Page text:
By Carrie Kerskie, Director of the Identity Fraud Institute at Hodges University
There is a new trend emerging in the world of identity theft. The trend involves phone accounts, landline or mobile. It could involve a new account or your current account. Either way, it is something you must be aware of so you can identify the warning signs.
Taking over your current phone account is easier than you think.
All a thief has to do is to call your phone carrier and provide them with your name, address, date of birth and social security number (SSN). Once accessed, the thief can make changes such as setting up online access, changing your email address of record, setting up call forwarding, changing your phone (mobile) or moving your account to another carrier. If the thief has set up online access, he can make any of these changes to your account via the internet.
Why would someone want to take over your phone number? Think about it for a minute. When your bank suspects fraudulent activity in your account, the bank will call you to verify the transactions. If someone wanted to use your accounts for fraud, they would also need access to your phone number so the transactions would be authorized. If a thief is applying for a new loan or a new credit card using your identity, he/she knows there is a chance the creditor will call your phone number if fraud is suspected. Another reason for taking over your phone number is to bypass a credit report fraud alert. Victims of identity theft often request a free 90-day fraud alert be placed on their credit reports. Victims have the option of adding their phone number to the alert. If fraud is suspected, the creditor will call the phone number listed. If your phone number has been forwarded, the identity thief will receive the call, not you.
To open a new phone account, mobile or landline, you need a name, address, date of birth and SSN. The company will typically run a credit report prior to opening the account or offer a payment plan for the mobile device. If someone has bad credit and is unable to get an account or device, he/she could simply use your information to get one. Perhaps the thief does not want to have to pay for the new phone account. Instead, he will use your information to get one. Another reason for someone to use your information to set up a new phone account would be to set you up for additional identity theft. Once an account has been established, the phone number is reported to the credit bureau or bureaus. This fraudulent telephone number becomes part of your personal information on your credit report or reports, which is one more piece of information from your credit report that a potential creditor will use to verify your identity.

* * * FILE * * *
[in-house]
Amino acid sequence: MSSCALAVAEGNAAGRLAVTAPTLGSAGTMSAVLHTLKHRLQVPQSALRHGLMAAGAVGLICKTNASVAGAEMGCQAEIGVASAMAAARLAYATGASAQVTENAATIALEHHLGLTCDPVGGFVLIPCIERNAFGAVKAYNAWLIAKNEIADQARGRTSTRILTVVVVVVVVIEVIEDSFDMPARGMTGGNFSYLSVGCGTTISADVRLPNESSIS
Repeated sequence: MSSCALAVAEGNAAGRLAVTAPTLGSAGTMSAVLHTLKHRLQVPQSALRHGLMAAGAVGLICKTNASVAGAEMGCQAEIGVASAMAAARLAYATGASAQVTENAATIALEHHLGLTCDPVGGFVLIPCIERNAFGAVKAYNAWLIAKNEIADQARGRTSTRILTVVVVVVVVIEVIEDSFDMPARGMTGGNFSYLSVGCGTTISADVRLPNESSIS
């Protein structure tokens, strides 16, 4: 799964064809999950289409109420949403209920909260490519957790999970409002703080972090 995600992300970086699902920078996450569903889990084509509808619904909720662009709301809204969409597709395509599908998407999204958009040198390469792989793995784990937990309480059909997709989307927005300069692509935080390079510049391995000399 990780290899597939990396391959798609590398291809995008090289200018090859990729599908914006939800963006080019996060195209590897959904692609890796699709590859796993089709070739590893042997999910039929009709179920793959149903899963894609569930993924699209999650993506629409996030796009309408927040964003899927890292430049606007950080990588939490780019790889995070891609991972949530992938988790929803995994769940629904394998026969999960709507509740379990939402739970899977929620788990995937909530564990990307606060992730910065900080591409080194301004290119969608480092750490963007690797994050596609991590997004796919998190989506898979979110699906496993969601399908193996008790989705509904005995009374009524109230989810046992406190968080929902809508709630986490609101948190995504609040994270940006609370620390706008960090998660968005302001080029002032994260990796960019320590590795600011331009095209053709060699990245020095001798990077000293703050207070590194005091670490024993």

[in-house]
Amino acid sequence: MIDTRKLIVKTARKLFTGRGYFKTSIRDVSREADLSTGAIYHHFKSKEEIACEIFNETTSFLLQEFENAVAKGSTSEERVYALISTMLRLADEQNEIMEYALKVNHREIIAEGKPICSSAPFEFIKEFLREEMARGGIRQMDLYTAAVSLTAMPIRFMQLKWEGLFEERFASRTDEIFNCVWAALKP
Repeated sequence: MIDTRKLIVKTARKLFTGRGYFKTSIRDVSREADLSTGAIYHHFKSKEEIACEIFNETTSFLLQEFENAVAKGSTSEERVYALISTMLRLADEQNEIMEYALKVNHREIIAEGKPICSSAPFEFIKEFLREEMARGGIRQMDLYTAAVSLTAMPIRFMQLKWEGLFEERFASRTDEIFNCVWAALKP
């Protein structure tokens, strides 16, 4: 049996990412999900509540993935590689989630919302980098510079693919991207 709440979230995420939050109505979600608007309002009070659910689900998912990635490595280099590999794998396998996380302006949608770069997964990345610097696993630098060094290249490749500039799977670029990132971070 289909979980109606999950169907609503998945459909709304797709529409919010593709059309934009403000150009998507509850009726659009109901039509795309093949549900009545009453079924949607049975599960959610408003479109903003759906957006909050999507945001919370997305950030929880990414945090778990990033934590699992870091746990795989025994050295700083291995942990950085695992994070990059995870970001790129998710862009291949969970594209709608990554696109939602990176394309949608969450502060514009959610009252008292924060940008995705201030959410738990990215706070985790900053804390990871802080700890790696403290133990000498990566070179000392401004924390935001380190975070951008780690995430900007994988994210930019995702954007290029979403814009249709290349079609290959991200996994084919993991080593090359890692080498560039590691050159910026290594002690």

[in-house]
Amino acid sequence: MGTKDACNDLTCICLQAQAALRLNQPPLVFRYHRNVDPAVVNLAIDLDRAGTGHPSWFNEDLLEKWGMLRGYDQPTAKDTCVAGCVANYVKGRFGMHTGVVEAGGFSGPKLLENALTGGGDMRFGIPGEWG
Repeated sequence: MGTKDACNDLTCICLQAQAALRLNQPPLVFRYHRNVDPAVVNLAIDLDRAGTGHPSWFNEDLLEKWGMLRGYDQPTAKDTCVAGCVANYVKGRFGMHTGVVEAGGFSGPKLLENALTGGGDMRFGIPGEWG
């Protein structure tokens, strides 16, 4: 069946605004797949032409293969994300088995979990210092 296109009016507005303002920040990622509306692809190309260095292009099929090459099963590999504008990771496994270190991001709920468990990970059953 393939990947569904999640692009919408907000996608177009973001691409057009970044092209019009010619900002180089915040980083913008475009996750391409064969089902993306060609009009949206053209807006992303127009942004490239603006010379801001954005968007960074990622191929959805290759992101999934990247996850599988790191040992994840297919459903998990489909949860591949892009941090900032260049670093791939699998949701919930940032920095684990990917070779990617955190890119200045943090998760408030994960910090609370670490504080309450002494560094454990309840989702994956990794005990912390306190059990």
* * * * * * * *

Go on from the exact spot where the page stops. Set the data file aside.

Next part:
This fraudulent telephone number becomes part of your personal information on your credit report or reports.
Here are a few warning signs that you may be a victim of phone identity theft:
- You stop receiving incoming calls
- You no longer have service on your mobile device
- You receive mail thanking you for opening your new phone account
- You see a new credit inquiry on your credit report from a new phone carrier
- You receive a collection letter or call regarding a phone account
If you detect any of these red flags, do not ignore them. If you suspect your current account has been hijacked, call your phone carrier at the phone number on your bill. If you suspect a new phone account has been fraudulently opened in your name, contact the phone carrier, if known, or review your credit reports, if the phone carrier is unknown. Do not disregard as a possible error. Take the time to investigate the information.
The earlier you take action, the easier it will be to recover from the incident.
Here are a few steps you can take to protect your current phone accounts from account takeover.
- If possible, set up the online account offered by your phone company.
- Set up a PIN, passcode or security question for your phone account with your phone carrier. Remember to use answers that are not easily found through an internet search.
- Do not click on links in unexpected emails from your phone company. Either call the phone company at the phone number on your bill or log in to your account at the company’s website.
- Set up a credit freeze (with a PIN) with each credit bureau. This is only recommended if you will not be applying for new credit in the next year or two.
The National Consumer Telecom & Utilities Exchange (NCTUE) is a “national membership of over 70 utility, telecommunications and pay-tv providers.” NCTUE is used by member companies to determine the financial risk of new and current consumer accounts. Their database contains information on more than 342 million consumers. The NCTUE does not maintain information on all consumers. However, if they have information on you, you are entitled, per the requirements of the FCRA, to review your NCTUE consumer file. To request your free NCTUE disclosure report, call (866) 604-6570 or visit http://www.nctue.com/consumers. You also have the option to place a 90-day fraud alert or freeze your NCTUE disclosure report. A security freeze will prevent them from sharing your information with others. For additional information, call 1 (866) 349-5355.
These steps are your best defense again phone account fraud. Please keep in mind that even with these steps, you will still need to monitor your statements, credit reports and watch for red flags. Nothing is 100 percent safe. When was the last time you heard about a crime ring that went legit because a fraud prevention measure put them out of business? Never. They will always look for weaknesses, backdoors and loopholes. They never let down their guard; neither should you.